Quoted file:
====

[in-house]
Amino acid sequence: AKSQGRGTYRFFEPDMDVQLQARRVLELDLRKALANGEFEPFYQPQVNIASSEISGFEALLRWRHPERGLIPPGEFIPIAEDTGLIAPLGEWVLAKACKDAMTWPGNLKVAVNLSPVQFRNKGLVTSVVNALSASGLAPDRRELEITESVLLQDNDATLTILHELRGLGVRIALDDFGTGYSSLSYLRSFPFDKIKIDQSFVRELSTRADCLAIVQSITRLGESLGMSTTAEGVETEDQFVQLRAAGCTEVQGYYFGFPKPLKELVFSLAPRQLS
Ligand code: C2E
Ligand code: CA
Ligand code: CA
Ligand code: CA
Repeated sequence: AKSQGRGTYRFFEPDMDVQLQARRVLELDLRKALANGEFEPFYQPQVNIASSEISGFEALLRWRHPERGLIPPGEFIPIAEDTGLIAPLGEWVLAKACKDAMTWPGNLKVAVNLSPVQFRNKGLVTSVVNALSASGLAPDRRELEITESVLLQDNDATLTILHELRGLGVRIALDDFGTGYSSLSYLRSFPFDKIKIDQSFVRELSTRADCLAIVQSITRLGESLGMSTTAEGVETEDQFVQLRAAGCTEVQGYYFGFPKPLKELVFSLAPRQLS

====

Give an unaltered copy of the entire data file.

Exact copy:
[in-house]
Amino acid sequence: AKSQGRGTYRFFEPDMDVQLQARRVLELDLRKALANGEFEPFYQPQVNIASSEISGFEALLRWRHPERGLIPPGEFIPIAEDTGLIAPLGEWVLAKACKDAMTWPGNLKVAVNLSPVQFRNKGLVTSVVNALSASGLAPDRRELEITESVLLQDNDATLTILHELRGLGVRIALDDFGTGYSSLSYLRSFPFDKIKIDQSFVRELSTRADCLAIVQSITRLGESLGMSTTAEGVETEDQFVQLRAAGCTEVQGYYFGFPKPLKELVFSLAPRQLS
Ligand code: C2E
Ligand code: CA
Ligand code: CA
Ligand code: CA
Repeated sequence: AKSQGRGTYRFFEPDMDVQLQARRVLELDLRKALANGEFEPFYQPQVNIASSEISGFEALLRWRHPERGLIPPGEFIPIAEDTGLIAPLGEWVLAKACKDAMTWPGNLKVAVNLSPVQFRNKGLVTSVVNALSASGLAPDRRELEITESVLLQDNDATLTILHELRGLGVRIALDDFGTGYSSLSYLRSFPFDKIKIDQSFVRELSTRADCLAIVQSITRLGESLGMSTTAEGVETEDQFVQLRAAGCTEVQGYYFGFPKPLKELVFSLAPRQLS